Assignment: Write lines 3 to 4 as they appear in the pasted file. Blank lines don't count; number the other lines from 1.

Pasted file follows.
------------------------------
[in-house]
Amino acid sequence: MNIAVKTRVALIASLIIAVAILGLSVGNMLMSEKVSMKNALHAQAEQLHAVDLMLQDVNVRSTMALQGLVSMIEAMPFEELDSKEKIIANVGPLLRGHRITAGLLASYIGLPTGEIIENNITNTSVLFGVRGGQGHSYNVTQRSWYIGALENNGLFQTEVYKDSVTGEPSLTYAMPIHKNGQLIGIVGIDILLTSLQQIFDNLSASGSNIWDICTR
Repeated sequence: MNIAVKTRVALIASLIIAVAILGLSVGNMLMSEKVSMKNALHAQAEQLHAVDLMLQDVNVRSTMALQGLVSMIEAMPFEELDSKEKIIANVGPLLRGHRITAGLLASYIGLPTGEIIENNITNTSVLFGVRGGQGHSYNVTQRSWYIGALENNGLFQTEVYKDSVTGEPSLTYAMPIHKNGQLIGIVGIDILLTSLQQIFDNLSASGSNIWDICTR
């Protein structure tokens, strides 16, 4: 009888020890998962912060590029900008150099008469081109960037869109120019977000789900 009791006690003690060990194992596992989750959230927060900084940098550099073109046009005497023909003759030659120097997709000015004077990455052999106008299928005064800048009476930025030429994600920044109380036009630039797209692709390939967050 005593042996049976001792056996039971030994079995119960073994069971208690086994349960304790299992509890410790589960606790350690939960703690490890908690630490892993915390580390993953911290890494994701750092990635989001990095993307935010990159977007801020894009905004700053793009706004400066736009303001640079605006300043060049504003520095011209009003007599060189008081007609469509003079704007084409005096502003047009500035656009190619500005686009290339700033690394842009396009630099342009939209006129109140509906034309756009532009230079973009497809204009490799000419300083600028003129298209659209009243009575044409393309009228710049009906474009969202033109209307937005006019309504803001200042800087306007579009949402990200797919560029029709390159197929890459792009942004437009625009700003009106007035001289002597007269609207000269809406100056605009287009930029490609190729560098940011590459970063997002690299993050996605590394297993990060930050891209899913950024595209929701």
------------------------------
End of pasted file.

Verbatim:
Repeated sequence: MNIAVKTRVALIASLIIAVAILGLSVGNMLMSEKVSMKNALHAQAEQLHAVDLMLQDVNVRSTMALQGLVSMIEAMPFEELDSKEKIIANVGPLLRGHRITAGLLASYIGLPTGEIIENNITNTSVLFGVRGGQGHSYNVTQRSWYIGALENNGLFQTEVYKDSVTGEPSLTYAMPIHKNGQLIGIVGIDILLTSLQQIFDNLSASGSNIWDICTR
């Protein structure tokens, strides 16, 4: 009888020890998962912060590029900008150099008469081109960037869109120019977000789900 009791006690003690060990194992596992989750959230927060900084940098550099073109046009005497023909003759030659120097997709000015004077990455052999106008299928005064800048009476930025030429994600920044109380036009630039797209692709390939967050 005593042996049976001792056996039971030994079995119960073994069971208690086994349960304790299992509890410790589960606790350690939960703690490890908690630490892993915390580390993953911290890494994701750092990635989001990095993307935010990159977007801020894009905004700053793009706004400066736009303001640079605006300043060049504003520095011209009003007599060189008081007609469509003079704007084409005096502003047009500035656009190619500005686009290339700033690394842009396009630099342009939209006129109140509906034309756009532009230079973009497809204009490799000419300083600028003129298209659209009243009575044409393309009228710049009906474009969202033109209307937005006019309504803001200042800087306007579009949402990200797919560029029709390159197929890459792009942004437009625009700003009106007035001289002597007269609207000269809406100056605009287009930029490609190729560098940011590459970063997002690299993050996605590394297993990060930050891209899913950024595209929701």